Every period in history is accompanied by a certain measure of uncertainty. Over the past 70 years, these uncertainties have accelerated exponentially making the future difficult to predict. Population ageing, however, has been on the horizon for decades. Other than negative rhetoric surrounding its implications, little has been done to turn the longevity dividend into the opportunity it is. Regrettably, ageism prevails.
Fertility rates have been down in all developing countries; vaccines and medical advances have contributed to extended lifespans and health spans; technology has facilitated new ways of doing work; and science has provided insights into disease management, nutrition, and healthy living. These advances have all contributed to living longer and for the most part, better.
The World Health Organization in its 2021 Global Report on Ageism recommended that to combat ageism, the most effective strategy involves fostering of the interaction between people of different generations. This reduces prejudice and stereotypes of both younger and older adults.
Nonetheless, businesses continue to ’retire‘ older employees despite their longer lifespans. Many families opt to silo older adults in senior residences, assisted living, or long-term care facilities. Schools began to educate children in much the same way at the beginning of the 20th century and, generally speaking, we adhere to traditional life milestones in the same order as we did previously: learn, earn, and retire. Instead of intentionally mixing ages together, we continue to segregate them.
To counter this, Top Sixty Over Sixty initiated a series entitled “We Need to Talk, Conversations Across Generations” just prior to the pandemic. It was designed to combat the loneliness that was experienced by a great many older adults, youth and young adults and bring generations together.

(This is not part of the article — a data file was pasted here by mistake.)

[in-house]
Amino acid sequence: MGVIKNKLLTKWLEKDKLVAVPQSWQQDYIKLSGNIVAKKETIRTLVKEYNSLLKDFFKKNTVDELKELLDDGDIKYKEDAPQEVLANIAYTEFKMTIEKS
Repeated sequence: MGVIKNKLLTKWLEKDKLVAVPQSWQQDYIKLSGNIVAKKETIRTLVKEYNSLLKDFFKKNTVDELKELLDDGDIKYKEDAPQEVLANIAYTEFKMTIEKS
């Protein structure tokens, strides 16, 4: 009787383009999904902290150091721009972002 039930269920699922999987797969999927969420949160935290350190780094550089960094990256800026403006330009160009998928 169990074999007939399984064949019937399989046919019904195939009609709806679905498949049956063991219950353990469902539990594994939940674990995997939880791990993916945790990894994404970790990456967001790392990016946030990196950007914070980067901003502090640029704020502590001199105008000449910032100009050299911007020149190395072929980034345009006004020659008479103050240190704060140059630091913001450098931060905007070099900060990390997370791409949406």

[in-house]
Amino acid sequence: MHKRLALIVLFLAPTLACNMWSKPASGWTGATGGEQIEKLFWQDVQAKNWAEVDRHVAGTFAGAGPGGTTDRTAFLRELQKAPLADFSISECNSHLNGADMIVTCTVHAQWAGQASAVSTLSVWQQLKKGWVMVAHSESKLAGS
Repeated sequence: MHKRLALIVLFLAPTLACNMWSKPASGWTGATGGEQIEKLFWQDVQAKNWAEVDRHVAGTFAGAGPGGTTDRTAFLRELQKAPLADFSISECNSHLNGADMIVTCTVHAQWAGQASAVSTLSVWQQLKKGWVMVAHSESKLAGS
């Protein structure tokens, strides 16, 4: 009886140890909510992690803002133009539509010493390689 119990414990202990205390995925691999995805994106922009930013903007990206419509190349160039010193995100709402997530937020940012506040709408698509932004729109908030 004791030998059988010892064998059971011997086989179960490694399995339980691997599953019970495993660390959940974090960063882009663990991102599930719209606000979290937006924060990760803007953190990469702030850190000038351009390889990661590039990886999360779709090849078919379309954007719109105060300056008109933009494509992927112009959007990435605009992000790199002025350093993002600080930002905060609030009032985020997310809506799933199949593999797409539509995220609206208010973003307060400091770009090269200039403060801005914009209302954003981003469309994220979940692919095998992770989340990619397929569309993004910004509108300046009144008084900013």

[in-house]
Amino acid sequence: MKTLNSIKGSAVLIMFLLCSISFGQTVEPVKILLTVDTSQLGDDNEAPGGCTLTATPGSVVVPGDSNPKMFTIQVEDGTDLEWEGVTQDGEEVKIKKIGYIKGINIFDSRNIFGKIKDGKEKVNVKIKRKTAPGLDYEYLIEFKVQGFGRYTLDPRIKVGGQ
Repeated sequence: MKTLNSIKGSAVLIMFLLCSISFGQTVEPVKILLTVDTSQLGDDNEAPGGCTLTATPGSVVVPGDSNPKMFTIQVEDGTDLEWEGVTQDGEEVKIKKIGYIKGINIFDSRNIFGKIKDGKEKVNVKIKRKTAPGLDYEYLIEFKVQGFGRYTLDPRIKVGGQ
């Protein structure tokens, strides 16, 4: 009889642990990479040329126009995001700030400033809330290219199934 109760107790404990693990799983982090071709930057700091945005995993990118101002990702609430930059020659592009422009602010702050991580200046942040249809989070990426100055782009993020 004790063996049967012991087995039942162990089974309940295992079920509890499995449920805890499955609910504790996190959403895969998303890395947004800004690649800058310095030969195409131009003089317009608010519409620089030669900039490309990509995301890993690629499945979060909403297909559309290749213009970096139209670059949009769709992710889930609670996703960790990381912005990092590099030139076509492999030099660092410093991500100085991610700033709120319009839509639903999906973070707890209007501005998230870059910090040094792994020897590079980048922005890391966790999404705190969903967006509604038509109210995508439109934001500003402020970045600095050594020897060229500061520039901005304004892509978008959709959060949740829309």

The series attracted people of all ages (between 16 and 90) who participated in facilitated conversations designed to amplify their understanding of selected topics through an age lens. The discussions were rich, the learning great, and the networking even better. For some, it was their first exposure to someone of a different generation. Throughout the years, it became evident that younger and older people thoroughly enjoyed getting together. They looked forward to the monthly, virtual sessions. Relationships were formed. Everyone thrived.
Today’s workforce comprises up to five generations. In the 1950s no more than three generations worked together. The current reality presents untold opportunities to combine the thinking, resources, expertise, and experience of people ranging in age from 15 to 100. Age diversity is the missing diversity in 92% of the world’s Equity, Diversity, and Inclusion strategies and yet it intersects with all identities, multiplying possibilities.
Fortunately, there are currently other organizations that are intentionally bringing young and older together. ’Habitations Partagées Mirela‘ in Ottawa, ON offers services to pair older and younger adults to share living arrangements. The Ottawa Council on Ageing has initiated an ’Engage at Every Age‘ program. In Saskatchewan, a unique intergenerational program embeds a sixth-grade class inside an advanced care home for the school year.
Are Canadians really taking stock and questioning whether the skills, knowledge, and expertise of all citizens, young and old, are being maximized for the benefit of society and the economy?
Fortunately, some businesses and organizations are realizing that the best way forward is to combine the strengths of the many generations that work together. There’s an urgency to bridge these divides and mobilize the talents and experiences of every age. If we start to co-generate and deliberately design for intergenerational collaboration, we can find solutions to complex present-day problems and future challenges. The global well-being of tomorrow depends on getting this right today!